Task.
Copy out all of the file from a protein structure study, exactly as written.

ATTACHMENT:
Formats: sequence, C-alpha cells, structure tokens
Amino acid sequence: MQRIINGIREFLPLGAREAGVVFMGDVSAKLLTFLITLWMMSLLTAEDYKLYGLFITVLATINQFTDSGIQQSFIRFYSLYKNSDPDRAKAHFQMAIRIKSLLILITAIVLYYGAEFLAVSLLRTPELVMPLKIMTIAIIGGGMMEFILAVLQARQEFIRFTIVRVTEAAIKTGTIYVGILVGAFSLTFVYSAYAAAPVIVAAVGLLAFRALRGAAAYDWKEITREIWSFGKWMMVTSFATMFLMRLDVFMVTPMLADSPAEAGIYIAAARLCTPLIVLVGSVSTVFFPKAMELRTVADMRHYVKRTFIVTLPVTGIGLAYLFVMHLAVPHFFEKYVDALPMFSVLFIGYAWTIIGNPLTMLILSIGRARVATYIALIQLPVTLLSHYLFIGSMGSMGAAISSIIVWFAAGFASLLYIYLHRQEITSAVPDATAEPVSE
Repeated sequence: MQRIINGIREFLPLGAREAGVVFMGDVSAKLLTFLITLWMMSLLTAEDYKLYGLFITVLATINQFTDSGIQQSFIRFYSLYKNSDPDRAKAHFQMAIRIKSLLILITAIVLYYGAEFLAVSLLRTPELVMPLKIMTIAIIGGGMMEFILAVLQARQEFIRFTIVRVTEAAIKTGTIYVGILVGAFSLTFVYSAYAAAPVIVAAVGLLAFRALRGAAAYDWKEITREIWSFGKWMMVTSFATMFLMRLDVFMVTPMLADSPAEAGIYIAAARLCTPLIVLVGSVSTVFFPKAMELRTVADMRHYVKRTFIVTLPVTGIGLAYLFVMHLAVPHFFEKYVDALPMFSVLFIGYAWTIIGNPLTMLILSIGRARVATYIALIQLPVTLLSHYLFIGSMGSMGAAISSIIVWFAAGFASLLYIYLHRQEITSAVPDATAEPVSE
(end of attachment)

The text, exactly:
Formats: sequence, C-alpha cells, structure tokens
Amino acid sequence: MQRIINGIREFLPLGAREAGVVFMGDVSAKLLTFLITLWMMSLLTAEDYKLYGLFITVLATINQFTDSGIQQSFIRFYSLYKNSDPDRAKAHFQMAIRIKSLLILITAIVLYYGAEFLAVSLLRTPELVMPLKIMTIAIIGGGMMEFILAVLQARQEFIRFTIVRVTEAAIKTGTIYVGILVGAFSLTFVYSAYAAAPVIVAAVGLLAFRALRGAAAYDWKEITREIWSFGKWMMVTSFATMFLMRLDVFMVTPMLADSPAEAGIYIAAARLCTPLIVLVGSVSTVFFPKAMELRTVADMRHYVKRTFIVTLPVTGIGLAYLFVMHLAVPHFFEKYVDALPMFSVLFIGYAWTIIGNPLTMLILSIGRARVATYIALIQLPVTLLSHYLFIGSMGSMGAAISSIIVWFAAGFASLLYIYLHRQEITSAVPDATAEPVSE
Repeated sequence: MQRIINGIREFLPLGAREAGVVFMGDVSAKLLTFLITLWMMSLLTAEDYKLYGLFITVLATINQFTDSGIQQSFIRFYSLYKNSDPDRAKAHFQMAIRIKSLLILITAIVLYYGAEFLAVSLLRTPELVMPLKIMTIAIIGGGMMEFILAVLQARQEFIRFTIVRVTEAAIKTGTIYVGILVGAFSLTFVYSAYAAAPVIVAAVGLLAFRALRGAAAYDWKEITREIWSFGKWMMVTSFATMFLMRLDVFMVTPMLADSPAEAGIYIAAARLCTPLIVLVGSVSTVFFPKAMELRTVADMRHYVKRTFIVTLPVTGIGLAYLFVMHLAVPHFFEKYVDALPMFSVLFIGYAWTIIGNPLTMLILSIGRARVATYIALIQLPVTLLSHYLFIGSMGSMGAAISSIIVWFAAGFASLLYIYLHRQEITSAVPDATAEPVSE